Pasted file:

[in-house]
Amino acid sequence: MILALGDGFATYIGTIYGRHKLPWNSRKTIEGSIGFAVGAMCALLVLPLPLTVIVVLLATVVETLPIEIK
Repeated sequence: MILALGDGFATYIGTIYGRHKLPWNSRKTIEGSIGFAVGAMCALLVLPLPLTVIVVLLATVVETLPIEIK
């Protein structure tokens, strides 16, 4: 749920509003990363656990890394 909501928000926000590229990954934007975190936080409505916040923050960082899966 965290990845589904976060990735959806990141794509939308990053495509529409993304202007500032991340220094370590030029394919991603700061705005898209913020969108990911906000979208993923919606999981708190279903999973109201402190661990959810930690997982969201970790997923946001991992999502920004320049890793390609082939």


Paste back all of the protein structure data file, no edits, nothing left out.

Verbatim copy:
[in-house]
Amino acid sequence: MILALGDGFATYIGTIYGRHKLPWNSRKTIEGSIGFAVGAMCALLVLPLPLTVIVVLLATVVETLPIEIK
Repeated sequence: MILALGDGFATYIGTIYGRHKLPWNSRKTIEGSIGFAVGAMCALLVLPLPLTVIVVLLATVVETLPIEIK
């Protein structure tokens, strides 16, 4: 749920509003990363656990890394 909501928000926000590229990954934007975190936080409505916040923050960082899966 965290990845589904976060990735959806990141794509939308990053495509529409993304202007500032991340220094370590030029394919991603700061705005898209913020969108990911906000979208993923919606999981708190279903999973109201402190661990959810930690997982969201970790997923946001991992999502920004320049890793390609082939």